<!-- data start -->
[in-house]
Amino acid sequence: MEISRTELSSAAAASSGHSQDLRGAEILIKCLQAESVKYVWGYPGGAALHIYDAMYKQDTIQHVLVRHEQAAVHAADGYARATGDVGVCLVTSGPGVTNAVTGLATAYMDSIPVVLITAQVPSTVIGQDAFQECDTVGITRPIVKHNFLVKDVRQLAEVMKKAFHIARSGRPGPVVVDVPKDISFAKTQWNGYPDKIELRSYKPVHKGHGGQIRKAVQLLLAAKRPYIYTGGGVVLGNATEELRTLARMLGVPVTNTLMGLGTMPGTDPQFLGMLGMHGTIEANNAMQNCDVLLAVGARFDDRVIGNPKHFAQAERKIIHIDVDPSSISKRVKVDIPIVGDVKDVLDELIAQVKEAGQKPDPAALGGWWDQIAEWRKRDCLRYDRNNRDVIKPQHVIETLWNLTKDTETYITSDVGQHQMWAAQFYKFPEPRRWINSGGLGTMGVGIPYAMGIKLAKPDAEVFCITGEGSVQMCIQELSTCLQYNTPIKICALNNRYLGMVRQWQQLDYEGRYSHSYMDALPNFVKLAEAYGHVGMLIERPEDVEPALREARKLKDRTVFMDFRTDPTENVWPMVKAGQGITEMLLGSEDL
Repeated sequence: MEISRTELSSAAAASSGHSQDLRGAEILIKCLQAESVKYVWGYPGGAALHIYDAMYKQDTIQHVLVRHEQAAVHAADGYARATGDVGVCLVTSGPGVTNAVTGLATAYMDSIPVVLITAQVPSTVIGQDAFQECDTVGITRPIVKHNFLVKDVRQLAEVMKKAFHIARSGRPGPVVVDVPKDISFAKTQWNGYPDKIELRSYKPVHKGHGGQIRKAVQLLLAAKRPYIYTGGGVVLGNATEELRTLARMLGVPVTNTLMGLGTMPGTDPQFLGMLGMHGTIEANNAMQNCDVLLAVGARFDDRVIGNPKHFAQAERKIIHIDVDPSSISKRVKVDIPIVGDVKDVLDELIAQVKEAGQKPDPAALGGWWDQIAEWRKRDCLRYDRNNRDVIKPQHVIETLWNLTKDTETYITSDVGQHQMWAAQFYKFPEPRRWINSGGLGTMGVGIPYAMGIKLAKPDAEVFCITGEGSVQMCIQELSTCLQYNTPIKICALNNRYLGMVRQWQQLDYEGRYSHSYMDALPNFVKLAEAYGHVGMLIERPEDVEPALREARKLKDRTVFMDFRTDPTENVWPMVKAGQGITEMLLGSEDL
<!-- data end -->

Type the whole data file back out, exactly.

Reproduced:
[in-house]
Amino acid sequence: MEISRTELSSAAAASSGHSQDLRGAEILIKCLQAESVKYVWGYPGGAALHIYDAMYKQDTIQHVLVRHEQAAVHAADGYARATGDVGVCLVTSGPGVTNAVTGLATAYMDSIPVVLITAQVPSTVIGQDAFQECDTVGITRPIVKHNFLVKDVRQLAEVMKKAFHIARSGRPGPVVVDVPKDISFAKTQWNGYPDKIELRSYKPVHKGHGGQIRKAVQLLLAAKRPYIYTGGGVVLGNATEELRTLARMLGVPVTNTLMGLGTMPGTDPQFLGMLGMHGTIEANNAMQNCDVLLAVGARFDDRVIGNPKHFAQAERKIIHIDVDPSSISKRVKVDIPIVGDVKDVLDELIAQVKEAGQKPDPAALGGWWDQIAEWRKRDCLRYDRNNRDVIKPQHVIETLWNLTKDTETYITSDVGQHQMWAAQFYKFPEPRRWINSGGLGTMGVGIPYAMGIKLAKPDAEVFCITGEGSVQMCIQELSTCLQYNTPIKICALNNRYLGMVRQWQQLDYEGRYSHSYMDALPNFVKLAEAYGHVGMLIERPEDVEPALREARKLKDRTVFMDFRTDPTENVWPMVKAGQGITEMLLGSEDL
Repeated sequence: MEISRTELSSAAAASSGHSQDLRGAEILIKCLQAESVKYVWGYPGGAALHIYDAMYKQDTIQHVLVRHEQAAVHAADGYARATGDVGVCLVTSGPGVTNAVTGLATAYMDSIPVVLITAQVPSTVIGQDAFQECDTVGITRPIVKHNFLVKDVRQLAEVMKKAFHIARSGRPGPVVVDVPKDISFAKTQWNGYPDKIELRSYKPVHKGHGGQIRKAVQLLLAAKRPYIYTGGGVVLGNATEELRTLARMLGVPVTNTLMGLGTMPGTDPQFLGMLGMHGTIEANNAMQNCDVLLAVGARFDDRVIGNPKHFAQAERKIIHIDVDPSSISKRVKVDIPIVGDVKDVLDELIAQVKEAGQKPDPAALGGWWDQIAEWRKRDCLRYDRNNRDVIKPQHVIETLWNLTKDTETYITSDVGQHQMWAAQFYKFPEPRRWINSGGLGTMGVGIPYAMGIKLAKPDAEVFCITGEGSVQMCIQELSTCLQYNTPIKICALNNRYLGMVRQWQQLDYEGRYSHSYMDALPNFVKLAEAYGHVGMLIERPEDVEPALREARKLKDRTVFMDFRTDPTENVWPMVKAGQGITEMLLGSEDL